If the connection was fairly good between Prime Minister François Legault and Laval’s former Mayor Marc Demers, the same can be said with the new Mayor Stéphane Boyer.
“It’s a pleasure to work with him,” Legault said from the start of an interview with the Courrier Laval last May.
While touring the regions, he was received at Laval’s City Hall by Boyer. It was a first official meeting, where the two men discussed on what they considered to be the priority files on the agenda of the municipal administration.
“On big issues, we get along perfectly; we’re at the same place,” Legault said, who “continues to work hand in hand” with the mayor of the third largest city in Quebec.
A feeling shared by Boyer, who said via press release that he had “great ambitions for Laval, and [is] happy to see the Prime Minister share [his] vision”.
“We’ll continue our great collaboration to work on important files for Laval residents, such as the development of structuring transportation, the fight against climate change, and accessibility to affordable housing,” Boyer said in the press release.
As for the expectations in order to stop the housing crisis, the Prime Minister said “there are more than a billion available since two years, but we can’t manage to build those housing”, which is a sign that Quebec, municipalities and the Société d’habitation du Québec need “to work better together”.
Marc Demers’s successor has committed to investing $100 million over four years for the acquisition, protection and enhancement of natural environments.
“We want to present a global plan to reduce GHGs [greenhouse gases], and I’d like the Government of Quebec to finance part of the plan like it did for Montreal,” Boyer declares while referring to the $117 million envelope paid earlier this spring to the Plante administration to enable it to execute its Climate Plan.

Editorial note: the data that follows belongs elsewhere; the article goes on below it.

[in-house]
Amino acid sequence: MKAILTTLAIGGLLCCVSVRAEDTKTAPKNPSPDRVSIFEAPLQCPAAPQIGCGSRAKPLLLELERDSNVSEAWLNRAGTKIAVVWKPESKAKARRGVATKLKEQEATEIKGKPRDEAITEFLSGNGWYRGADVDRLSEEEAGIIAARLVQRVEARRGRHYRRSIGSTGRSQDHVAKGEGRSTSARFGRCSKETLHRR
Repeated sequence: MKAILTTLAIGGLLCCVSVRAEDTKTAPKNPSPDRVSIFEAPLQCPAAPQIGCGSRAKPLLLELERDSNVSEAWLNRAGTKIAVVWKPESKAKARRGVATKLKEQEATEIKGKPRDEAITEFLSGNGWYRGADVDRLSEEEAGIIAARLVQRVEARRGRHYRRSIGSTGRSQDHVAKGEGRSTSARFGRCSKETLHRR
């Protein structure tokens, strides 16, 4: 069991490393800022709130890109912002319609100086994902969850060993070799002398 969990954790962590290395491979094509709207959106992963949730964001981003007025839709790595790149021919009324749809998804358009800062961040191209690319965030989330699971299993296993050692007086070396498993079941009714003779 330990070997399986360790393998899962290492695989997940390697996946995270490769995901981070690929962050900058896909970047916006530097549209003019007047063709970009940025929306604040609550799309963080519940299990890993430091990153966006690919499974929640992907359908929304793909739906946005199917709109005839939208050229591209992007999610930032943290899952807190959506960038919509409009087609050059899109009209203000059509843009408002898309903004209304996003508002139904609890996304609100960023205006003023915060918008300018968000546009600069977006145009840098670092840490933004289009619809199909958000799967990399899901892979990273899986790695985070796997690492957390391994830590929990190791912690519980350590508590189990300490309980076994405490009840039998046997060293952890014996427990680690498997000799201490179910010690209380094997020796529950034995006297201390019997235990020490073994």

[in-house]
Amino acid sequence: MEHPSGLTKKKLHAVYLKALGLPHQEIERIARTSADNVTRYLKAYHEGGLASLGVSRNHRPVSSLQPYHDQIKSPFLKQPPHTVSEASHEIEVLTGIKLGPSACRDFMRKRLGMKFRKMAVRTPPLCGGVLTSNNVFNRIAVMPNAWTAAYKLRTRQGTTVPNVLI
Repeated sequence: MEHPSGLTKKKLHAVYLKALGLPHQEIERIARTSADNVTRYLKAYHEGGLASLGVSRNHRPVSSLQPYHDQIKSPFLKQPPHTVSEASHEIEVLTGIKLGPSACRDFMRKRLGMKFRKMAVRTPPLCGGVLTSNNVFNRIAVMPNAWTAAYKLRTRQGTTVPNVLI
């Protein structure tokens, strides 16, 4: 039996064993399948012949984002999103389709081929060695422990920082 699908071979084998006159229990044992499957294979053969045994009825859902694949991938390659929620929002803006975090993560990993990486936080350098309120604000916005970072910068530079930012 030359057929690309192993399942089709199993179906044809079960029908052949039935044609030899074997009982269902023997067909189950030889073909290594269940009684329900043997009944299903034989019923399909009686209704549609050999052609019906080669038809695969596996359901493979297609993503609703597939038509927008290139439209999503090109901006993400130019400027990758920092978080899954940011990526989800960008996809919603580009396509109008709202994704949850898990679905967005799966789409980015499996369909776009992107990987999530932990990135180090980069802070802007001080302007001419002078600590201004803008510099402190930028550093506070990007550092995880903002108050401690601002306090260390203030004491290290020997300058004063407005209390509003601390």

The Laval strategy would target, in part, the preservation of biodiversity and natural environments through acquisition and the continued electrification of the municipal vehicle fleet.
“The government has just issued a call for tenders in order to purchase 88 electric buses in Laval,” the Prime Minister didn’t fail to remind, for whom the environmental protection also involves public transport and the electrification of bus fleets.
Fight Against Gun Violence
In terms of public security, Boyer reiterated his full collaboration to Legault for the implementation of programs and new initiatives aimed at preventing violence in Laval.
“Everything we can do, we will,” he said, while pointing out at the twenty arrests and a series of searches that have taken place in Laval those past months. “We’ve doubled the size of the investigation team affected to organized crime and firearms [trafficking].
Thirteen new resources have been hired since last summer through allocated budgets from the two levels of government.
Although the case of the Grande bibliothèque and Centre de création artistique professionnelle hasn’t been discussed during the meeting, Legault confirms that the project is clearly registered in the Plan québécois des infrastructures (PQI).
In July 2020, during a virtual forum organized by Laval’s Chamber of Commerce and Industry, the Minister of Finance, Éric Girard, mentioned the government’s interest in investing in this infrastructure project estimated at around $100 million.
“In April, we submitted the functional and technical plan; we’re asking the government to invest a considerable part in this cultural infrastructure project, involving 15 Laval organizations,” Boyer said.
Considering that Laval has always suffered from chronic underfunding compared to the province’s other regions, it could very well ask Quebec to pay half of the bill.
translated by Alec Brideau